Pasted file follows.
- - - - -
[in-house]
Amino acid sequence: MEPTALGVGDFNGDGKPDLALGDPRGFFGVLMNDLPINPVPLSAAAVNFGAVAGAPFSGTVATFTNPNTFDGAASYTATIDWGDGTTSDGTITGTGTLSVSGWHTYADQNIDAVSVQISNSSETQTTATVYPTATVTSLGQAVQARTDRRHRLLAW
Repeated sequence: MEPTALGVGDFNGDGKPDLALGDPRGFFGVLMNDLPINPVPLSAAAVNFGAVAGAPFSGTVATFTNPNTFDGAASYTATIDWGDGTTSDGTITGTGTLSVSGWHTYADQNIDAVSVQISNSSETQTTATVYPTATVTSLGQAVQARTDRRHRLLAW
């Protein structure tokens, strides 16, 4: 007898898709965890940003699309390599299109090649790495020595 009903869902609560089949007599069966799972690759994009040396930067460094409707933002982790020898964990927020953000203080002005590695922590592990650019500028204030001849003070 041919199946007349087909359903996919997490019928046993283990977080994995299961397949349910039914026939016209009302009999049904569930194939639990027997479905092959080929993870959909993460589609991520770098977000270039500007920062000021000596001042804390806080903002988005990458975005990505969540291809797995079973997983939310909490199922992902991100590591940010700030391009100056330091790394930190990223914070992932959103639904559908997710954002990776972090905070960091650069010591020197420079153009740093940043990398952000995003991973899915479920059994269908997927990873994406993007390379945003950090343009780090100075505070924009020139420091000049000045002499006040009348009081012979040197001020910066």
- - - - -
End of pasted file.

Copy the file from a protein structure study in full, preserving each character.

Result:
[in-house]
Amino acid sequence: MEPTALGVGDFNGDGKPDLALGDPRGFFGVLMNDLPINPVPLSAAAVNFGAVAGAPFSGTVATFTNPNTFDGAASYTATIDWGDGTTSDGTITGTGTLSVSGWHTYADQNIDAVSVQISNSSETQTTATVYPTATVTSLGQAVQARTDRRHRLLAW
Repeated sequence: MEPTALGVGDFNGDGKPDLALGDPRGFFGVLMNDLPINPVPLSAAAVNFGAVAGAPFSGTVATFTNPNTFDGAASYTATIDWGDGTTSDGTITGTGTLSVSGWHTYADQNIDAVSVQISNSSETQTTATVYPTATVTSLGQAVQARTDRRHRLLAW
């Protein structure tokens, strides 16, 4: 007898898709965890940003699309390599299109090649790495020595 009903869902609560089949007599069966799972690759994009040396930067460094409707933002982790020898964990927020953000203080002005590695922590592990650019500028204030001849003070 041919199946007349087909359903996919997490019928046993283990977080994995299961397949349910039914026939016209009302009999049904569930194939639990027997479905092959080929993870959909993460589609991520770098977000270039500007920062000021000596001042804390806080903002988005990458975005990505969540291809797995079973997983939310909490199922992902991100590591940010700030391009100056330091790394930190990223914070992932959103639904559908997710954002990776972090905070960091650069010591020197420079153009740093940043990398952000995003991973899915479920059994269908997927990873994406993007390379945003950090343009780090100075505070924009020139420091000049000045002499006040009348009081012979040197001020910066």